Carla Hall

I read that you used Kickstarter to open your restaurant. What was that experience like? Would you recommend it for other aspiring restaurateurs?

We raised about $262,000 on Kickstarter and it cost $1.1 million to build out and open the restaurant. I think Kickstarter was great to let the world know I was doing this project. It was a kind of hello, here we are! The challenge is that I did it to announce the intention of the restaurant, but it was still a year and a half before the project was ready and people didn’t understand why it was taking so long. I think that it’s hard for a “celebrity” to do it because even though you have the same financial restraints as someone else, the assumption is that you have money. Also with Kickstarter you have to give people something of value, like dinners or books, and so you are really giving back a lot at the end of the day.

However, it’s great way to fund a project. The thing I would recommend is to build your social media presence prior to your Kickstarter otherwise you are preaching to a void. You need the volume, you need a big community to preach to, and I don’t think people realize that. But it’s a hugely successful thing to do if you are in a small community who wants to support you to build it.

I am sure the road from accounting to opening Carla Hall’s Southern Kitchen has not always been smooth. How do you deal with frustration and continue moving forward?

My feeling has always been that if you are frustrated enough you will move forward. It’s the thing that makes you work, especially for me. There are times I feel like I am beating my head against the wall, and at those points I either say I can get behind it and work it through or find out that I have to change course, but you can’t stand still. You are supposed to move in some direction. You have to get mad. You hear these stories of a mother who lifts a car off her son. Well, frustration is a form of fear that can force you to move and to see things and make a change.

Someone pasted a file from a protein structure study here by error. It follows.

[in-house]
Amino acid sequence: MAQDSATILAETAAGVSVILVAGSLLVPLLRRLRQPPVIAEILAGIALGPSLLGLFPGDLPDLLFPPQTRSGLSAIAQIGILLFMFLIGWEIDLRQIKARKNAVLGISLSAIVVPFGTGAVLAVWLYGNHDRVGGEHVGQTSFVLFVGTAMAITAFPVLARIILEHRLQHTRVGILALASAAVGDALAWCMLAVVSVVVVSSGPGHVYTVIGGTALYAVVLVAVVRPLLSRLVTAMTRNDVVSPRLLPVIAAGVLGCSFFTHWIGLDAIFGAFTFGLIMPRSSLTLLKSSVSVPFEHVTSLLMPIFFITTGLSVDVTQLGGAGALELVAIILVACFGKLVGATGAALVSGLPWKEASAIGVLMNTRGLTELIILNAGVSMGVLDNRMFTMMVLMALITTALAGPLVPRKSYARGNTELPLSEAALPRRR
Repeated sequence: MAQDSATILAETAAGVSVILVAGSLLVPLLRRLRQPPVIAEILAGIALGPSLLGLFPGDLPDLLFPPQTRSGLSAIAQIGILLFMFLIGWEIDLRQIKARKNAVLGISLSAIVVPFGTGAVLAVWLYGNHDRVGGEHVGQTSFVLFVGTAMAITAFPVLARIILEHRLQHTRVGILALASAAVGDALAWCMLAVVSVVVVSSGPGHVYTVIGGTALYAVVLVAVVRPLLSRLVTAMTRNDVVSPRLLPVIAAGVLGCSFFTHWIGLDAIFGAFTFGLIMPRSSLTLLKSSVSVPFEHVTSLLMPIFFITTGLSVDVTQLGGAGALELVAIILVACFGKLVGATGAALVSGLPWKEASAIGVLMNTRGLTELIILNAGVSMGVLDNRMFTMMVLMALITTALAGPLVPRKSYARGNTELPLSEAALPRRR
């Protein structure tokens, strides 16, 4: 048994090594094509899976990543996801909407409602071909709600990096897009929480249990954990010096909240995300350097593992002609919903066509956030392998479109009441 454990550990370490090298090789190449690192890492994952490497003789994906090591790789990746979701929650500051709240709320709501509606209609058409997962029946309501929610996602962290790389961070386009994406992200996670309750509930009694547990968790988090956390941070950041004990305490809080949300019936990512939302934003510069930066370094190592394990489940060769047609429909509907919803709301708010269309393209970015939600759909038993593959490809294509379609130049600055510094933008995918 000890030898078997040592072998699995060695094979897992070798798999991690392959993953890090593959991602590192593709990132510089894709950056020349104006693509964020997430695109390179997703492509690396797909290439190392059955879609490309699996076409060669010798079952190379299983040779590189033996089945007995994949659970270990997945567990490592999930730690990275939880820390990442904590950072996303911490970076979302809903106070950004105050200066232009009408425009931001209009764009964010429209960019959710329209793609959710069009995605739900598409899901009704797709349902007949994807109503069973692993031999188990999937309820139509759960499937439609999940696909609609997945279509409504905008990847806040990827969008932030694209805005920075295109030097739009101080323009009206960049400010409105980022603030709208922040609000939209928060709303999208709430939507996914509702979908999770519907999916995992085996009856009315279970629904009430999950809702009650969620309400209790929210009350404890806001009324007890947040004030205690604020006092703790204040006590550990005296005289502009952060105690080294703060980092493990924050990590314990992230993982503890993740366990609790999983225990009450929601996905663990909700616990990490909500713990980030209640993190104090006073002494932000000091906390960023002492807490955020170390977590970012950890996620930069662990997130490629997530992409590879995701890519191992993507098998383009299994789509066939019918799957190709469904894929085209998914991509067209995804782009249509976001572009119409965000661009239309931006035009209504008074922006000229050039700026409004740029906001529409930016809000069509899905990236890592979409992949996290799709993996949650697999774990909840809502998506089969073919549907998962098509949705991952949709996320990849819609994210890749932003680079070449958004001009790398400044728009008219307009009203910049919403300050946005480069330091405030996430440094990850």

Do you feel as though you have developed a culinary voice, and is it important as a chef or personality (or both) to have one?

I didn’t start out thinking, I am going to have this “voice,” but because of “Top Chef,” I do. People stop me in the street and they say, when I see you I get hungry, and people think of comfort food when they think of me. That is what my restaurant is built on and that’s because of who I am. My goal is to recreate the joy of going to my grandmother’s house. I think as you build your career, it’s important to have a point of view. When people are in the mood for a particular type of food, then you fill it. That doesn’t mean you can’t change occasionally, but it’s nice for people to know what to expect. I have done braised pork with plantains and ginger and people are like, where’s the fried chicken, but it’s still comfort food.

What are your thoughts on food media and culture?

Insert eye roll! I mean all that food on Instagram that makes people an influencer? Everyone’s a critic and everyone thinks they know food. But on the other side, and the good side, chefs can push the envelope more because people want to be eating more interesting foods, they are more adventurous. The other good thing is that important issues around food, food insecurity and food waste can be spotlighted on social media. But when you can’t eat your food because you are too busy taking a picture, not so good.

Any advice for students interested in pursuing careers in food media?

I think food media is a great thing. There are all these new careers popping up, because of food and how popular it is. And forward-thinking culinary schools like ICE offer great classes in food media in these small intimate settings that make it easier to move from one discipline to another. I’d say take one of these classes, network a lot and find your way in.

Ready to launch a dynamic career in the culinary arts? Click here for more information on ICE’s career programs.

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What aspiring baker hasn’t admired Martha Stewart’s meticulously crafted desserts and dishes—or dreamed of exploring her farm and studio spaces? Three ICE students recently had the pleasure to experience both when they were invited to join Martha in her kitchen for a special episode of Martha Bakes. Now in its sixth season, Martha Bakes is an Emmy®-nominated teaching show on PBS filmed on location at her farm in Bedford, NY.